It was my third meeting with the future Mr. W. We were on a train and my friend, Elle, was traveling with us. Mr. W and I had broken into a discussion about Roman History through my bad Japanese and his not-much-better English. Despite the struggle, we were both engaged when he received a text from his company. While he was distracted, Elle leaned close to my ear and said:
I looked over my shoulder at her in confusion. She was all smiles as she added, “Remember what we talked about? Japanese guys don’t like that. You’re flirting, not giving a history lesson. You’re boring him.”
And then I felt ashamed.
This was not the first time I had been told such things.
I got ghosted a lot and rarely asked for a second date. My first crushes all chose others. At twenty I felt like something was wrong with me. I asked my female friends what I was doing wrong, and they were quick with the advice:
“Don’t ever talk about history, politics, or anything deep on a first date. Remember, it’s about getting to know each other.”
“Laugh at their jokes, even if they’re not funny. Just laugh. Guys like women who find them funny.”
“Don’t challenge them. Nod and smile. They like when you agree with them.”
“When I flirt, I like to touch their knee if I can and maintain eye contact. Try that. Make sure they know you want them!”
As Elle’s words sunk in I realized I had done it again. Mr. W brought up his love of Roman History and like an alcoholic in a bar I had jumped into the liquor cabinet. The minute he started on history, I joined in without thought. I never understood the rules of flirting. It seemed like it was anything but getting to know each other. It was mind games with a dizzying number of rules that made no sense.
My dad actually felt nauseated at some of the advice my female friends in college gave me. He commented after, “Thank God, I’m done with dating. That sounds awful.”
I desperately wanted to be myself and to be accepted for that. However, I hated feeling rejected for being myself — a history and debate junkie.
Elle had a Japanese boyfriend at the time. She had lived in Japanese longer than I and considered herself to have more expertise in the dating field there. I worried I’d make the same mistakes I did back in the US, so she advised me to avoid deep topics until a relationship was established.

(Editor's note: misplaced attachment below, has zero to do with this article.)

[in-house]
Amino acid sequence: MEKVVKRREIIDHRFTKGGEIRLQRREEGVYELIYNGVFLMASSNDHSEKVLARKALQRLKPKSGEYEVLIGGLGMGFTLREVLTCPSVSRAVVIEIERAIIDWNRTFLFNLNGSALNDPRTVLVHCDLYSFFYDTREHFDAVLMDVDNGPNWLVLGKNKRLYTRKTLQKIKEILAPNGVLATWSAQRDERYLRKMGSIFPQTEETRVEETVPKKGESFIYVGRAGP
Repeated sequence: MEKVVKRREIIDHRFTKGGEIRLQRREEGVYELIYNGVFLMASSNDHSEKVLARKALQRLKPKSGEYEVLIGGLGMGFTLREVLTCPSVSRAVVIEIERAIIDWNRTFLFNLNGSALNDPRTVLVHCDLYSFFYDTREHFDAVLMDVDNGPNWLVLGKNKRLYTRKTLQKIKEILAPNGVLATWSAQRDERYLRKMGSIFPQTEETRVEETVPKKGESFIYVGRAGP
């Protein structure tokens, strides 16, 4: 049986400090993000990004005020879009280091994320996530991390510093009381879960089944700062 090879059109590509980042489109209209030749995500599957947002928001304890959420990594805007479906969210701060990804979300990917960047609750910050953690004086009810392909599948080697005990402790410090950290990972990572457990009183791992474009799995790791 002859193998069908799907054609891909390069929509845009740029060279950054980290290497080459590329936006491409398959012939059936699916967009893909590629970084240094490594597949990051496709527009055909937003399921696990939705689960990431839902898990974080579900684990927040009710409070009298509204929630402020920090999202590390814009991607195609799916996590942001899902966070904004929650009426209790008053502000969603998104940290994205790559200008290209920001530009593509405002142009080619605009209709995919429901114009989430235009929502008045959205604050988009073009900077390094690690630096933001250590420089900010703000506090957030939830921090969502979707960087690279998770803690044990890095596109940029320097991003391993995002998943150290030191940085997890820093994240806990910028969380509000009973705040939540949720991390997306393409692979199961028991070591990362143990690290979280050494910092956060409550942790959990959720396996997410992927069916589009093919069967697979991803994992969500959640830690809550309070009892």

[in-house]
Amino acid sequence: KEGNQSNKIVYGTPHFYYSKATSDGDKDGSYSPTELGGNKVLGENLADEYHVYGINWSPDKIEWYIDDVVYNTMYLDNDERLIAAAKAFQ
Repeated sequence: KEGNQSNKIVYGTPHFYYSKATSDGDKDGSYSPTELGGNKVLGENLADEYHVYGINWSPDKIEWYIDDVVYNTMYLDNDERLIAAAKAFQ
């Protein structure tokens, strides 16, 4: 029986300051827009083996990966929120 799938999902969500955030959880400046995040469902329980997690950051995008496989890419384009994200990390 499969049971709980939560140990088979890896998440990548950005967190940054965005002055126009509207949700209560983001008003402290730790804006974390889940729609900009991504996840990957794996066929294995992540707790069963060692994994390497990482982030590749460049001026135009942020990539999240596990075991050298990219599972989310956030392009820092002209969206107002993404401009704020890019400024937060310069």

“He’s not fluent in English and the topics you like might be difficult for him. He’ll feel stupid if he has to get out a translator to understand,” she had explained earlier that day. “Stick to easy things like his job and hobbies.”
When Mr. W finished his reply, he looked up and tried to continue our conversation about Roman History. I changed the topic, but he tried to change it back. Elle stepped in asked him about his job. He glanced at her, then back to me with a look of disappointment. Then he gave the usual answer to that question.
The rest of the ride went by slowly with more questions about our favorite foods, sports teams, and hobbies. After we arrived, we met with co-workers before splitting up. Elle winked at me and gave a nudge, whispering, “Go get him.”
I walked with him along the river bank as fireworks exploded in the starry sky. Japanese on tarps, eating picnics, gave “ooh” and “aaah” to every colorful blast in the sky. We ate festival food and sat on the grass.
Finally, he brought up his love of Greek History. This time, against all advice, I gave in to my weakness and joined in. The mood between us brightened as we both struggled with gestures and online translators to understand such a difficult conversation. Somehow we understood each other despite the language barrier.
For a week after our date I wondered if I’d be ghosted. I thought back to all the guys who had been repelled by my love of history and debate. I had tried to follow my friend’s advice. It did get me second dates, but there were never thirds because I could not endure the torture of “fake laughing” my way into someone’s heart and talking endlessly about safe topics.
To my relief, there was a second date, then a third, and fourth, and so on until our wedding day. Mr. W would often bring up recent events in the news and ask for my opinion on them (and still does). I never felt I had to smile and pretend to agree. We could be ourselves, even our history-nerd-loving selves around each other.
Years later, I asked Mr. W, “When did you start to love me?”
“That is a difficult question,” he answered, looking away in embarrassment. “I don’t want to say.”
“Come on. Please,” I said, fist-bumping his shoulder. “I’m curious.”
“Well,” he said, cocking his head to the side in thought. Finally, after a long pause, he said, “We were on a train going to a festival with your friend. I talked about Roman History. And you did too. I was so happy. I thought, ‘Women in Japan never talk about history. They don’t like it’, but you did. And I… well I…” He blushed and looked away. “I thought then, ‘I think I’m in love‘…”